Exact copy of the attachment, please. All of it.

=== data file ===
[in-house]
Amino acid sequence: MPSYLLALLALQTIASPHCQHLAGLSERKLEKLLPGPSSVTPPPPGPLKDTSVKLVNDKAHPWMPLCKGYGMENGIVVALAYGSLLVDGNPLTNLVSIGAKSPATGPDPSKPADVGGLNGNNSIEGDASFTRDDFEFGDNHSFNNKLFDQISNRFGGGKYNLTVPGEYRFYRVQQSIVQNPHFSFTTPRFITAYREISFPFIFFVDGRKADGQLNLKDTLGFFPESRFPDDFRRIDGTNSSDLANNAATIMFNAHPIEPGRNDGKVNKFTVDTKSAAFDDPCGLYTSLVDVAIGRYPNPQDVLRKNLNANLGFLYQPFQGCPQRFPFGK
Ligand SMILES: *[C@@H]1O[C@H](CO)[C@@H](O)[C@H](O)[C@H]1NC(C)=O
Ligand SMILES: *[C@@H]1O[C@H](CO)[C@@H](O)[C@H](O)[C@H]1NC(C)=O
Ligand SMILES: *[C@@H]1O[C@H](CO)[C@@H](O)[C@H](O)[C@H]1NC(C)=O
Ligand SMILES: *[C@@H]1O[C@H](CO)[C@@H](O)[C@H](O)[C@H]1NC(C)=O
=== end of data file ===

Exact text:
[in-house]
Amino acid sequence: MPSYLLALLALQTIASPHCQHLAGLSERKLEKLLPGPSSVTPPPPGPLKDTSVKLVNDKAHPWMPLCKGYGMENGIVVALAYGSLLVDGNPLTNLVSIGAKSPATGPDPSKPADVGGLNGNNSIEGDASFTRDDFEFGDNHSFNNKLFDQISNRFGGGKYNLTVPGEYRFYRVQQSIVQNPHFSFTTPRFITAYREISFPFIFFVDGRKADGQLNLKDTLGFFPESRFPDDFRRIDGTNSSDLANNAATIMFNAHPIEPGRNDGKVNKFTVDTKSAAFDDPCGLYTSLVDVAIGRYPNPQDVLRKNLNANLGFLYQPFQGCPQRFPFGK
Ligand SMILES: *[C@@H]1O[C@H](CO)[C@@H](O)[C@H](O)[C@H]1NC(C)=O
Ligand SMILES: *[C@@H]1O[C@H](CO)[C@@H](O)[C@H](O)[C@H]1NC(C)=O
Ligand SMILES: *[C@@H]1O[C@H](CO)[C@@H](O)[C@H](O)[C@H]1NC(C)=O
Ligand SMILES: *[C@@H]1O[C@H](CO)[C@@H](O)[C@H](O)[C@H]1NC(C)=O